He was friendly but some other reporters considered him selective. He was not one who would greet or banter with just anybody he did not know. But there were instances when he had become at ease with familiar faces, whose names he did not know or could not remember.
Noynoy Aquino loved to tell stories, engage in banter, and tease other people. But he is sometimes supersensitive (pikon) at jokes, and quick-tempered at criticisms, particularly when the criticisms have little or no basis at all.
I also considered him a farmer because he holds a grudge against friends who he thinks have betrayed him or spoke behind his back. I remember him avoiding someone who once described him as self-centered, something he took too personal. On rare times, when he would join us at lunch or coffee tete-a-tetes, he would check first that this person was not around before he would show up, or he would come late when the person had left, or would make sure there were enough people to talk with to avoid direct conversation with the person he wanted to avoid.
As a friend, I could say that he would go the extra mile to be there to help. When I fell victim to a robbery known as “ipit-taxi” in 2003, he was one of those that my best friend Weng Orejana texted to warn against texts or calls from the robbers who took away my mobile phones and other personal belongings for other crimes like extortion.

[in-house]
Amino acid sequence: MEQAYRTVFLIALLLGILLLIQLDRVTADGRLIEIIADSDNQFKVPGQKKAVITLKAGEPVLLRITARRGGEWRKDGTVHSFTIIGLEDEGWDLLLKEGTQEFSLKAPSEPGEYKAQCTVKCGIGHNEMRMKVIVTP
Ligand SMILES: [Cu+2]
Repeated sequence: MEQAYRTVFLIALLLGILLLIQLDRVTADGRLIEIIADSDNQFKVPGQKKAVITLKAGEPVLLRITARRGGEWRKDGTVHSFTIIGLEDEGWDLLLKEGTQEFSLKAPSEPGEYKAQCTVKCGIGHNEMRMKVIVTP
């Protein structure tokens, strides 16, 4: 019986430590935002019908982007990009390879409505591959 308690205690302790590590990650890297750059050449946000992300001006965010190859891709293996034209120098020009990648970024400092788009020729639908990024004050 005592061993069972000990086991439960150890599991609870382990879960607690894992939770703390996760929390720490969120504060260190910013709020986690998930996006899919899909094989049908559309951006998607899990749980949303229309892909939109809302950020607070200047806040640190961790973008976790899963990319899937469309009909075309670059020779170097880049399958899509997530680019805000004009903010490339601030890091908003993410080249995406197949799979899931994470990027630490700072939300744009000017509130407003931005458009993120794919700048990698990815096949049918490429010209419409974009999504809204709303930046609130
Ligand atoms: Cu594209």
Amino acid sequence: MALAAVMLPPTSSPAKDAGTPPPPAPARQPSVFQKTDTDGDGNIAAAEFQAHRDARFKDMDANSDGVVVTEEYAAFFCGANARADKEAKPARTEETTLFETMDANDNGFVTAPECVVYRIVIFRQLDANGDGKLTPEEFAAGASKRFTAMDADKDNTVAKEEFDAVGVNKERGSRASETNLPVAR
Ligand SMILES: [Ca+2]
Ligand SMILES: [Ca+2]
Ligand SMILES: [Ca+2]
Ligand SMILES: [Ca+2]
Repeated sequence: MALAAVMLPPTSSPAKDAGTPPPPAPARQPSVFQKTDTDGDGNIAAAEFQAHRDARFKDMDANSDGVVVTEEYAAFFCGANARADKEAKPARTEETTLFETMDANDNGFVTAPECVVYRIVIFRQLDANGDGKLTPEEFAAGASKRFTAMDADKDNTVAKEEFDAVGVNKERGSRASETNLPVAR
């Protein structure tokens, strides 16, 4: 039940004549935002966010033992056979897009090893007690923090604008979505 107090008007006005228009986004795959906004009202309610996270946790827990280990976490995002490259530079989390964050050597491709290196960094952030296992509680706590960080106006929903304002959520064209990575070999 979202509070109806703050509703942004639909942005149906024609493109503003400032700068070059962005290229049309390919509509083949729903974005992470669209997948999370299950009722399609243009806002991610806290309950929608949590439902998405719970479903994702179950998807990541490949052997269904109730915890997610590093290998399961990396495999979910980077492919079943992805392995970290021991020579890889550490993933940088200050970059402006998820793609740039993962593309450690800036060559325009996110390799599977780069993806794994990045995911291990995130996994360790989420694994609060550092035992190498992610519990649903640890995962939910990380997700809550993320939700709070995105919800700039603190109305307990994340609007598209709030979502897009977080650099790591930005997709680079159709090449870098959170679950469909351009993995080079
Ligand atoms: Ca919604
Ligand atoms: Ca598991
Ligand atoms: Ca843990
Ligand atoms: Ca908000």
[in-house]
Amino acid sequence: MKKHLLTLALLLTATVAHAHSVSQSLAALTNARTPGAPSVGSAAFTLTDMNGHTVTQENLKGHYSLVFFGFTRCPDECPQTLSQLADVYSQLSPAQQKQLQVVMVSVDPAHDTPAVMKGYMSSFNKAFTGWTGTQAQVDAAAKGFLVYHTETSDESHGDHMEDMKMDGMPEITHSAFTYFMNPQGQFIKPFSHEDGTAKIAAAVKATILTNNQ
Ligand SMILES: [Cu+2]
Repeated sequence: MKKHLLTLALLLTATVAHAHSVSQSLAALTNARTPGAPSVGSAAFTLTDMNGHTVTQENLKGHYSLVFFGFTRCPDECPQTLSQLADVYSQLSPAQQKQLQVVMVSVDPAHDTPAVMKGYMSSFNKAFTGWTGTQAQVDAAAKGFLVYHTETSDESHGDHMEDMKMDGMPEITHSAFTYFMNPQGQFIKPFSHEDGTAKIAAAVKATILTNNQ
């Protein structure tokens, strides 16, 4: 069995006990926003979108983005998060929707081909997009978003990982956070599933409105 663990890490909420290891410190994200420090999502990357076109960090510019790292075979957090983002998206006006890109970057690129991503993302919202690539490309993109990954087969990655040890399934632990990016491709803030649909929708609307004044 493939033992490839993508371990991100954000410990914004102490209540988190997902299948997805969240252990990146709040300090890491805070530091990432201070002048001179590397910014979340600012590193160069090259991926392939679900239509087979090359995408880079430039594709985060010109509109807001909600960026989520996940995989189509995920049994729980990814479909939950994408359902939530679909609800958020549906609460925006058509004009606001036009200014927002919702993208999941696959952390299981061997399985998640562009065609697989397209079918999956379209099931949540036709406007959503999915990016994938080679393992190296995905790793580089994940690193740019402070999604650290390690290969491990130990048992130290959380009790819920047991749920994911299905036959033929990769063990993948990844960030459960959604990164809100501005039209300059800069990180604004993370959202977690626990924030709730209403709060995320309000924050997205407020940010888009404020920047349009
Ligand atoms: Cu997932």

Once Noynoy received the text, he called me at home and suggested that I report to the nearest police precinct. I said I was too scared to get out of the house because the robbers could still be around to do more harm.
In less than an hour, two police cars were outside our gate and an officer was knocking at our door. A police major said the chief of the Quezon City police district sent them to check on a robbery case. I was hesitant to let the police officers in until Noynoy Aquino came with his two escorts.
As soon as they got in, he handed me one of his mobile phones that I could use. He convinced me to report the crime to the police officers.
He was like a “kuya” (elder brother) who somehow calmed me. I would not forget that because he was in Pampanga that time when he received the text from Weng, and he must be too tired after a daylong practice and competition in target-shooting. I think he topped the competition that was why he was in good spirits when he came.